Babies have more delicate and sensitive skin than adults, a reason their skin needs to be well moisturised and cared for particularly during winter. These are the areas of concern to look out for:

Chapped lips. Dry lips are a common problem for babies, especially if they drool a lot. When their lips and the skin around their lips are constantly wet from drool, the top skin layer can start to become irritated. This makes this area more likely to crack.

Use a gentle lip balm made with safe ingredients for your baby. If you’re breastfeeding a newborn with cracked lips, you can try applying few drops of breast milk. Lanolin is also safe for a newborn baby.

Rosy red cheeks. Those lovely baby cheeks can easily get irritated when exposed to cold air, especially on a windy day. Moisturising before and after going outside can help. If you’re outside a lot, consider getting a plastic stroller cover. This will shelter your baby on really windy days.

Dry, itchy skin. Dry winter air can cause baby’s skin to lose moisture and dry out. Dry skin, in turn, can cause itchy patches all over their body. These patches may appear red, irritated, and flaky. If your baby already has dry skin or a skin condition like Atopic Eczema, you’ll want to take extra care to protect it in cold weather. Don’t hesitate to seek advice from a dermatologist as needed.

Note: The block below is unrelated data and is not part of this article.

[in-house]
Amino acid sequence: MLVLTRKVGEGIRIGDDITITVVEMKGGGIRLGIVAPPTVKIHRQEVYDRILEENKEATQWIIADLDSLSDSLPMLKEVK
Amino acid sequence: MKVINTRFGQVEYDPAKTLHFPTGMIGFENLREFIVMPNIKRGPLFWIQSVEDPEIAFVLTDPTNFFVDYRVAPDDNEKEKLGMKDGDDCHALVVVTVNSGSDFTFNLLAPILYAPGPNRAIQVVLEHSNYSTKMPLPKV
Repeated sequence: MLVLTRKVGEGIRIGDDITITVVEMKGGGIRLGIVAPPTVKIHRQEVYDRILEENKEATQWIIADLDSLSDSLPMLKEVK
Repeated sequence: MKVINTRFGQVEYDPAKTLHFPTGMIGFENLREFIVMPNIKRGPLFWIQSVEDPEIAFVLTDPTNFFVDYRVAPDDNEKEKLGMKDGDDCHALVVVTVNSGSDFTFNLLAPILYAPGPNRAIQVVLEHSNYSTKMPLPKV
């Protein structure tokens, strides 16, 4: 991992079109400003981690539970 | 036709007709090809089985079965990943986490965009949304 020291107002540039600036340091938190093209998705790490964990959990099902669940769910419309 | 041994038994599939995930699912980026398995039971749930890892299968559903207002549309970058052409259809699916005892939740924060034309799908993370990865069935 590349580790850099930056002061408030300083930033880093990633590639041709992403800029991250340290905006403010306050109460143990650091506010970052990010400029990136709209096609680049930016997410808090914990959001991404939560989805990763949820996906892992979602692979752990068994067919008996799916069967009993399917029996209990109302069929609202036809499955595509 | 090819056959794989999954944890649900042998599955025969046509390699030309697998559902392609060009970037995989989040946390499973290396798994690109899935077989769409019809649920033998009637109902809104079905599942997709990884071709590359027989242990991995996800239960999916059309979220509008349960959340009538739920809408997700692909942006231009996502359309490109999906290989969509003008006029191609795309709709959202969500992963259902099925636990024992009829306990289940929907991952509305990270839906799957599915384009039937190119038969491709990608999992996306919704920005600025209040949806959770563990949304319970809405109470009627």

What products to use or avoid

With so many baby skin care products in the market, it’s understandable if you feel overwhelmed when trying to choose the right one. Here are some tips for picking products for baby.

Moisturisers: When looking for a moisturiser for your little one, avoid products made with perfumes or alcohol. These ingredients can be irritating or drying.

Lotions are good for everyday moisturising, if needed. Creams or ointments are thicker than lotions and can be helpful for very dry skin patches.

Bath products: To minimise the drying effect of bath time during winter, avoid soaps and other bath products that have: fragrances, detergents and deodorants.

It may also help to use a soap-free cleanser. These tend to be less drying than soap-based products.

Sunscreen: Babies under 6 months old shouldn’t have sunscreen applied to their skin. For this age group, limit time spent in the sun when UV levels are highest or use a UV cover on their stroller or car seat.

For babies older than 6 months, a sunscreen with SPF 30 or higher is best, but time spent in the sun should still be limited.


There are several things that can help protect your baby’s skin or relieve dry, itchy skin during the winter, including:

Moisturise: Use a small amount of creams or ointments if your baby is prone to dry skin. You can apply it to exposed areas before and after going outside.

Switch up bath time: Although a bath can be a nice part of the bedtime routine, babies don’t need to be bathed every day. Short baths in lukewarm water are best to reduce moisture loss. Exposure to water, especially hot water, can cause their skin to lose moisture.